The Boyhood star was called "tone-deaf" for her comments on race and LGBTQ causes

By Maria Mercedes Lara
Updated February 23, 2015 09:25 AM
Steve Granitz/WireImage

Patricia Arquette‘s Oscars speech may have won the approval of Meryl Streep, but the comments she made after she left the stage are kicking up quite a bit of controversy – and not for the reason you would think.

Arquette, 46, made a rousing call for wage equality when she accepted the Academy Award for Best Supporting Actress on Sunday night, saying, “It’s high time to have wage equality once and for all and equal rights for women in the United States of America.” Her comments were met with cheers and applause in the audience and #WageEquality and #EqualRights quickly began trending on Twitter.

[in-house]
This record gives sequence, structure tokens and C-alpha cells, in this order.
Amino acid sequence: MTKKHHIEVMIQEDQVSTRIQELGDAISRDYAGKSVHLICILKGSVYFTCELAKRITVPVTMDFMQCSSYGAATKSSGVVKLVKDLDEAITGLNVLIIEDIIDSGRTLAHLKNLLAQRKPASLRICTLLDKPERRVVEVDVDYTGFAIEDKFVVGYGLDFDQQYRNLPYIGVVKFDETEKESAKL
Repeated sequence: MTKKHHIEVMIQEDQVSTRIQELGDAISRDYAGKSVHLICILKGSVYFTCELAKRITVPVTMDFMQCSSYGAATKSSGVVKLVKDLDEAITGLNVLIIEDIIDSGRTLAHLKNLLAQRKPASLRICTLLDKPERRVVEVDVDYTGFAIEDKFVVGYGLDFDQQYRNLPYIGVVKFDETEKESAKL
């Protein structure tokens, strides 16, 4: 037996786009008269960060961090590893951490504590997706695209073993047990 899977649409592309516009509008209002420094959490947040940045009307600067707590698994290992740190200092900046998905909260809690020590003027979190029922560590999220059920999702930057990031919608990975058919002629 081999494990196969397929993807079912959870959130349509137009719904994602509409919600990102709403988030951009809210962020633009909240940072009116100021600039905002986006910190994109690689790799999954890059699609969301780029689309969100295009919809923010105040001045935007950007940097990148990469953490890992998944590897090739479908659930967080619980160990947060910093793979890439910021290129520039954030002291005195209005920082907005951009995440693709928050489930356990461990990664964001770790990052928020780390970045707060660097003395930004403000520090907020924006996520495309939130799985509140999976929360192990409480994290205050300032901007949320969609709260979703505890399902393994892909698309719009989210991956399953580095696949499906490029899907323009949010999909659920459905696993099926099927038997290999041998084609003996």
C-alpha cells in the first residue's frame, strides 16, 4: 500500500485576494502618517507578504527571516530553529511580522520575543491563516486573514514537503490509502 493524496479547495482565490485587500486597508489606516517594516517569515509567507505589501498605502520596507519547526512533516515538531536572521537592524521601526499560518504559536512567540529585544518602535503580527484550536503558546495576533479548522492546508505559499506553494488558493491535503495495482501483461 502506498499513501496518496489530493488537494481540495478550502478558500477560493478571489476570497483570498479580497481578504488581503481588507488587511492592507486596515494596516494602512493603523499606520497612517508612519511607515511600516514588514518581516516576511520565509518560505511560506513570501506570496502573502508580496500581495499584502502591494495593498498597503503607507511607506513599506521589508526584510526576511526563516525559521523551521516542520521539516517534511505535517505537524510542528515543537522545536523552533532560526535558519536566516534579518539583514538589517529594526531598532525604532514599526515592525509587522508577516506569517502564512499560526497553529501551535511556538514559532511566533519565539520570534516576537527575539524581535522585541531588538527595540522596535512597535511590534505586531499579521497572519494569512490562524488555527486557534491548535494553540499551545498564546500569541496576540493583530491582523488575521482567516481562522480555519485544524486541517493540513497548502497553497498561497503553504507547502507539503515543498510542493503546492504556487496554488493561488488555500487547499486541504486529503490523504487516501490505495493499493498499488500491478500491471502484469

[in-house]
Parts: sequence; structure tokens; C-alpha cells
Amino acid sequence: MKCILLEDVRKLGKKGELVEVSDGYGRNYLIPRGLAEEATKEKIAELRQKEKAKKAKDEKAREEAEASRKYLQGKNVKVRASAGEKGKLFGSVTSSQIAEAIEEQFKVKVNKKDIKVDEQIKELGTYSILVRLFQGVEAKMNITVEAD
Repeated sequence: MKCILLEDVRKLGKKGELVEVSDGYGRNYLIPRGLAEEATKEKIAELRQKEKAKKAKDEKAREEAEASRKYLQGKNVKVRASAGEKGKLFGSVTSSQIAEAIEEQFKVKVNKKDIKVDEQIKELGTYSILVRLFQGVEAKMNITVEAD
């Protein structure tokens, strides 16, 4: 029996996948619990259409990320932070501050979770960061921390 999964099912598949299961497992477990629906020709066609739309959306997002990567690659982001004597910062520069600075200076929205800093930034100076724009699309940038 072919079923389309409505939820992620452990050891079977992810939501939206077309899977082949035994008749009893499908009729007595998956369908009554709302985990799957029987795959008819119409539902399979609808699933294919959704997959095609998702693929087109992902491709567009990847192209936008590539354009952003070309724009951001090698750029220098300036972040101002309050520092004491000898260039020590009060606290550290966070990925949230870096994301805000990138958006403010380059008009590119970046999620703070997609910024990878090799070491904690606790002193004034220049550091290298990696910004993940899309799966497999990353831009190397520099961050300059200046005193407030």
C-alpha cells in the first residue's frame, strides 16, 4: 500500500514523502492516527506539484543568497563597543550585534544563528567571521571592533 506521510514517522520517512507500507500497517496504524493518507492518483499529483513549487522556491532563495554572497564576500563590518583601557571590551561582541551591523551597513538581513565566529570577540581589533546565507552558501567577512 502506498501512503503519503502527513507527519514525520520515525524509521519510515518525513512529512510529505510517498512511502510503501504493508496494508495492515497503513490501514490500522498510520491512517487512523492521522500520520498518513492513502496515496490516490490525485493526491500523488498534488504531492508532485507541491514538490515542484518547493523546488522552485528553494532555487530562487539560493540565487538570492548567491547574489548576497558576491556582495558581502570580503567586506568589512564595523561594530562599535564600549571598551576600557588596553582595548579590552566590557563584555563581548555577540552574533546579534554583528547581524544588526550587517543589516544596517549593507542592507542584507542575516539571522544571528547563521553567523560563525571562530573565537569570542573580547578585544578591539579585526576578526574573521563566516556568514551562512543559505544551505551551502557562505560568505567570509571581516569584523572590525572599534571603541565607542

However, things got tricky when the Boyhood star expanded on her speech in the press room following her win, suggesting that LGBTQ and race equality activists aren’t also fighting for the feminist cause.

“It’s time for women in America and all the men, all the gay men, the people of color, to fight for us now,” she told reporters, referring to women’s rights. “We need federal laws that are comprehensive.”

These comments didn’t sit right with some feminists on Twitter, who felt that Arquette was ignoring the fact that women’s rights also affects people of color and those fighting for LGBTQ causes.

It appeared that Arquette didn’t notice the alienation controversy that her backstage comments caused when she spoke to PEOPLE at the Oscars. When asked about her statements being controversial, the actress said, “Guess what? At one point it was controversial that blacks couldn’t vote.

“People need to talk about this,” she continued. “There is no reason why in 2015 women and men aren’t making the same amount of money. It’s time to talk about it now.”

Watch Arquette’s Oscar speech above.